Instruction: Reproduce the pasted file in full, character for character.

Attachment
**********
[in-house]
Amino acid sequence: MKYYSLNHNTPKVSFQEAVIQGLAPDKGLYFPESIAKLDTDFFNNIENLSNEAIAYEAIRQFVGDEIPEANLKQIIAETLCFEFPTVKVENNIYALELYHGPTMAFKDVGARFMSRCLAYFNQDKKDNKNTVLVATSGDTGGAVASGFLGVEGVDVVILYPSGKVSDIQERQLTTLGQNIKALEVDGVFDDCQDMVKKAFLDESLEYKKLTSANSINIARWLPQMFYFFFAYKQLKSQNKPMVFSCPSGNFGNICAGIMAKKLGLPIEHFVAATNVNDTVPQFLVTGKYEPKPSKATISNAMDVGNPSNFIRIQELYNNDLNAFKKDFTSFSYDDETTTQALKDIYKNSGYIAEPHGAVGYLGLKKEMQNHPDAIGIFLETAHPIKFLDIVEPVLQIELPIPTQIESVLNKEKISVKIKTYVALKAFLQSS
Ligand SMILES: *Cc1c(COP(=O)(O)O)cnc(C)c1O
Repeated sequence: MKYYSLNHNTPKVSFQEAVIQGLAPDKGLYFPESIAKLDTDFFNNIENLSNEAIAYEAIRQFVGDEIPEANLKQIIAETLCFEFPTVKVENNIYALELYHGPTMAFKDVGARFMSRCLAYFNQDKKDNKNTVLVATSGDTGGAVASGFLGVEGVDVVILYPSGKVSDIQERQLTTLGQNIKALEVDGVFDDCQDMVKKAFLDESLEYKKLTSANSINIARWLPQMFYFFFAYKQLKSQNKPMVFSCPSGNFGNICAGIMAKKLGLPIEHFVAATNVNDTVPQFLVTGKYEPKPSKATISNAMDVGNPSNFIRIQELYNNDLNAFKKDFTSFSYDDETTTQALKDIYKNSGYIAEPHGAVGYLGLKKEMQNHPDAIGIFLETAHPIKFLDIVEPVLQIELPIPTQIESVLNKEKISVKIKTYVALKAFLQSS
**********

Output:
[in-house]
Amino acid sequence: MKYYSLNHNTPKVSFQEAVIQGLAPDKGLYFPESIAKLDTDFFNNIENLSNEAIAYEAIRQFVGDEIPEANLKQIIAETLCFEFPTVKVENNIYALELYHGPTMAFKDVGARFMSRCLAYFNQDKKDNKNTVLVATSGDTGGAVASGFLGVEGVDVVILYPSGKVSDIQERQLTTLGQNIKALEVDGVFDDCQDMVKKAFLDESLEYKKLTSANSINIARWLPQMFYFFFAYKQLKSQNKPMVFSCPSGNFGNICAGIMAKKLGLPIEHFVAATNVNDTVPQFLVTGKYEPKPSKATISNAMDVGNPSNFIRIQELYNNDLNAFKKDFTSFSYDDETTTQALKDIYKNSGYIAEPHGAVGYLGLKKEMQNHPDAIGIFLETAHPIKFLDIVEPVLQIELPIPTQIESVLNKEKISVKIKTYVALKAFLQSS
Ligand SMILES: *Cc1c(COP(=O)(O)O)cnc(C)c1O
Repeated sequence: MKYYSLNHNTPKVSFQEAVIQGLAPDKGLYFPESIAKLDTDFFNNIENLSNEAIAYEAIRQFVGDEIPEANLKQIIAETLCFEFPTVKVENNIYALELYHGPTMAFKDVGARFMSRCLAYFNQDKKDNKNTVLVATSGDTGGAVASGFLGVEGVDVVILYPSGKVSDIQERQLTTLGQNIKALEVDGVFDDCQDMVKKAFLDESLEYKKLTSANSINIARWLPQMFYFFFAYKQLKSQNKPMVFSCPSGNFGNICAGIMAKKLGLPIEHFVAATNVNDTVPQFLVTGKYEPKPSKATISNAMDVGNPSNFIRIQELYNNDLNAFKKDFTSFSYDDETTTQALKDIYKNSGYIAEPHGAVGYLGLKKEMQNHPDAIGIFLETAHPIKFLDIVEPVLQIELPIPTQIESVLNKEKISVKIKTYVALKAFLQSS